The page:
Just as there are social determinants of disease, there also are social determinants of care. Sometimes cultural or religious factors may interfere with a prescribed course of care. A doctor, nurse or pharmacist with the ability to identify a likely conflict and alter his or her treatment course will achieve better results. This is referred to as cultural competency. When health care providers are culturally competent, they listen to what a patient has to say and understand things that aren’t shared willingly, in order to know where to look for problems. As the population gets more diverse, the ability to communicate with patients from different walks of life becomes more important.
Gaining cultural competency doesn’t just happen, and it isn’t necessarily taught outright, but courses like those offered in the medical humanities minor provide the foundation for it to take root. Professional Ethics (PHIL 2401), Literature and Medicine (ENGL 3271), Religions East and West (RELG 1071), Sociology of Mental Health and Illness (SOC 3491), Health Communication (CAMS 2331) and Political Philosophy (PHIL 3201) may not sound like medical school courses, but they will ensure that ONU students who go on to take the MCAT are better prepared than students who aren’t exposed to the humanities, or can’t relate their humanities education to a medical context.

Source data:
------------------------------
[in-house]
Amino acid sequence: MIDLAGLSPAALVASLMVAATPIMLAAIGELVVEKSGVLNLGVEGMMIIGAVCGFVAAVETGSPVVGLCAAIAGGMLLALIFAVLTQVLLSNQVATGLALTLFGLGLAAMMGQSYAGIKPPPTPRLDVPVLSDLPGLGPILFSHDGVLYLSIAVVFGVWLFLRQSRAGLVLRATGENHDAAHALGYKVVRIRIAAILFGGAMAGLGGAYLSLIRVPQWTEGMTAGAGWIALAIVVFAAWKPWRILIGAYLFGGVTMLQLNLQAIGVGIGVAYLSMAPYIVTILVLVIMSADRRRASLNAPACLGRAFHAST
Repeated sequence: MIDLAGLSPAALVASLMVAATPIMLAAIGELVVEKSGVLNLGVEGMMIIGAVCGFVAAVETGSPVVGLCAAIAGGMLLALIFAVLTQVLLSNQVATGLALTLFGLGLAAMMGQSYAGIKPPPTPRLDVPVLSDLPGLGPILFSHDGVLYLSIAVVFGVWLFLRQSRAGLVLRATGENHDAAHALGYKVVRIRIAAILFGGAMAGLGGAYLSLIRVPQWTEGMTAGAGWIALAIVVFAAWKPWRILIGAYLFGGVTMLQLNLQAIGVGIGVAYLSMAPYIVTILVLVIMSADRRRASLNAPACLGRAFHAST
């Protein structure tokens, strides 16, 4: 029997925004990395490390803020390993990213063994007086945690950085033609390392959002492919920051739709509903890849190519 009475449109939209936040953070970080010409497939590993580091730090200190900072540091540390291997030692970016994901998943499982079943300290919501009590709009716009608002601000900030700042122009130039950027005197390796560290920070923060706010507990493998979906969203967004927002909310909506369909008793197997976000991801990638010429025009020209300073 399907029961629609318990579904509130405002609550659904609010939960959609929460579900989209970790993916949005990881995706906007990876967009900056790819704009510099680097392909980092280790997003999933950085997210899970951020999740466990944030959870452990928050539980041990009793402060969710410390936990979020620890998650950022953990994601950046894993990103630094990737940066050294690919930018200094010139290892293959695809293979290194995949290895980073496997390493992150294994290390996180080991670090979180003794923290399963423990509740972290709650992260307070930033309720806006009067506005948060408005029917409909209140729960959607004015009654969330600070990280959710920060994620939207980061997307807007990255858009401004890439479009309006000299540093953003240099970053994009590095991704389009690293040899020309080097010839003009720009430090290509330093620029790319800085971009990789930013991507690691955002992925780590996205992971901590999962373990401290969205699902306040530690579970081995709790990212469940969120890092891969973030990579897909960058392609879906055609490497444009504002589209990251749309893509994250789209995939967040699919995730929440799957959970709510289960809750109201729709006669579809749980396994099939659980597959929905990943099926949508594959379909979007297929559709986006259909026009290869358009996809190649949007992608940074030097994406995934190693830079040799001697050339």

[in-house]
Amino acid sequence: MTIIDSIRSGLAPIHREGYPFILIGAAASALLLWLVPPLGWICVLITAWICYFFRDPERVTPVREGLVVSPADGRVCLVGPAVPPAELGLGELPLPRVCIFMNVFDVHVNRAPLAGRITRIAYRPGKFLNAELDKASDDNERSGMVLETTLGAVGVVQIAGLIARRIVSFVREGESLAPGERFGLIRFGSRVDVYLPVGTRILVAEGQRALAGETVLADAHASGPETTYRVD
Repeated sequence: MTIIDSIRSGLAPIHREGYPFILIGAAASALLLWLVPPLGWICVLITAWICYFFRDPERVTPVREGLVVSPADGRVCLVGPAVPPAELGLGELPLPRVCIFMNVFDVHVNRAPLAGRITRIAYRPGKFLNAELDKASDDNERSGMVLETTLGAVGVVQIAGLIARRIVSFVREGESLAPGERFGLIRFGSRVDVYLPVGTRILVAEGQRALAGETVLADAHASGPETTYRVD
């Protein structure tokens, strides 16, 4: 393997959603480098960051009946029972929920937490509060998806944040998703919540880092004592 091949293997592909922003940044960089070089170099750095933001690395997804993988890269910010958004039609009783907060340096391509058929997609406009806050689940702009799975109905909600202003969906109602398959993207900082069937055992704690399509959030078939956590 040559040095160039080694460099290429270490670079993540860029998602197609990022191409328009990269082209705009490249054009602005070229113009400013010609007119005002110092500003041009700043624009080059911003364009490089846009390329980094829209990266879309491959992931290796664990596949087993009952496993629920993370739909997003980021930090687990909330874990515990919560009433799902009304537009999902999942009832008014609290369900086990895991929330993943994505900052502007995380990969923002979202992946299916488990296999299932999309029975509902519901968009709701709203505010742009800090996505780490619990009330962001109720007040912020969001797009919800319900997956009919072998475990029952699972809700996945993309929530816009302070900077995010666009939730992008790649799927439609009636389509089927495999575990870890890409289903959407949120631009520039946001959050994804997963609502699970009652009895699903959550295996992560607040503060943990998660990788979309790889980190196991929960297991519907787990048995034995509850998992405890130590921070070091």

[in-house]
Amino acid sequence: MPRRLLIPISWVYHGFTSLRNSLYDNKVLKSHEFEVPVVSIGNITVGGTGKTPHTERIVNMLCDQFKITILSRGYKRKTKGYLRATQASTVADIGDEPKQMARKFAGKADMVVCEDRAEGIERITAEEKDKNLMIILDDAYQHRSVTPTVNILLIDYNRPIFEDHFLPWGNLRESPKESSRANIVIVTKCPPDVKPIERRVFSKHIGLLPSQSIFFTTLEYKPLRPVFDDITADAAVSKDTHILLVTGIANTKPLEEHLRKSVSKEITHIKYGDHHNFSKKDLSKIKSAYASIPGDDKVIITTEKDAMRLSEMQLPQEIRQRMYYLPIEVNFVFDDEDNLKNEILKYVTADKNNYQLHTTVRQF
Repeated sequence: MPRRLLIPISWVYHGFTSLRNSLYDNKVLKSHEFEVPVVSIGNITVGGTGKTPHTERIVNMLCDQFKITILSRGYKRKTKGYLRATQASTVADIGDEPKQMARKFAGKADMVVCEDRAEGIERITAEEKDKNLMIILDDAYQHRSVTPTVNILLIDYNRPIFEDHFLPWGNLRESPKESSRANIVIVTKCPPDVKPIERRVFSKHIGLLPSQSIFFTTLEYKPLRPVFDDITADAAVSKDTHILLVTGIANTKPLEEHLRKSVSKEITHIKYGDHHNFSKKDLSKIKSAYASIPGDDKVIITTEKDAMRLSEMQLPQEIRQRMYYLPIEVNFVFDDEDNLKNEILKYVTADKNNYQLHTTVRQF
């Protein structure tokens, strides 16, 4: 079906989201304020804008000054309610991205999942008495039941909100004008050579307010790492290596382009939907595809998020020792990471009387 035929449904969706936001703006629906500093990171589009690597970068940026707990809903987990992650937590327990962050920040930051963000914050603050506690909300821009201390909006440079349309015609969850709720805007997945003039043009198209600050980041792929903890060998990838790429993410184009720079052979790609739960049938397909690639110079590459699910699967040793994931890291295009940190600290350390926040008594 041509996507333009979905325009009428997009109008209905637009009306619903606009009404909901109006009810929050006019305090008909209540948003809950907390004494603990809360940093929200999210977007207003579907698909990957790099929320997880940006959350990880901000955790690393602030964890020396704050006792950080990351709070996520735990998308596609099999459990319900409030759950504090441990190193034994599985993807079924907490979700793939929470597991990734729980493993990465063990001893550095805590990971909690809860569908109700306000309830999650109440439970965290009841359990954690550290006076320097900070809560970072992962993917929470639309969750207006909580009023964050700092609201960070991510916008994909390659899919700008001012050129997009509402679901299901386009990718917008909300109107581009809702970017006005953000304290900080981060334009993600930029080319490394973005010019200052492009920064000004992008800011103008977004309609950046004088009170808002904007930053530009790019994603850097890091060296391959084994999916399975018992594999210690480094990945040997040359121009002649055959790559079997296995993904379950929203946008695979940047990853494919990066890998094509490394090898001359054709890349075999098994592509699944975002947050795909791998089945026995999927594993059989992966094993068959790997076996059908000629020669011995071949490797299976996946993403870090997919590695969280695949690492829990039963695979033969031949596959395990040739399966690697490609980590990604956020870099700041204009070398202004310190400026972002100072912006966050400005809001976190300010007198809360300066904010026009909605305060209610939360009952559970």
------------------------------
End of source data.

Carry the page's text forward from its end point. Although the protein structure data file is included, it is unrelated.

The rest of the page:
When ONU looked into the possibility of offering the medical humanities minor, a committee of professors, Dowland, Brooks, Dr. Mark Dixon, Dr. Christine North and Dr. Megan Clegg-Kraynok, found that some of the courses already existed throughout ONU’s general education curriculum.
Brooks’ Sociology of Health and Health Care is one such course. In it, students learn about health behavior, illness behavior and health care systems both in the United States and abroad. They also learn about the profession of medicine and other health care vocations as well as topical subjects like public and private health insurance.
We introduce students to the idea that our location in society has a huge impact on our health," says Brooks. "Where you live, whether you are married, how old you are; all those big social locations matter and make a difference.
Clearly, social sciences like sociology, anthropology and psychology have direct connections to medicine and health care, but do the arts? Are there parallels that exist between medicine and, say, literature?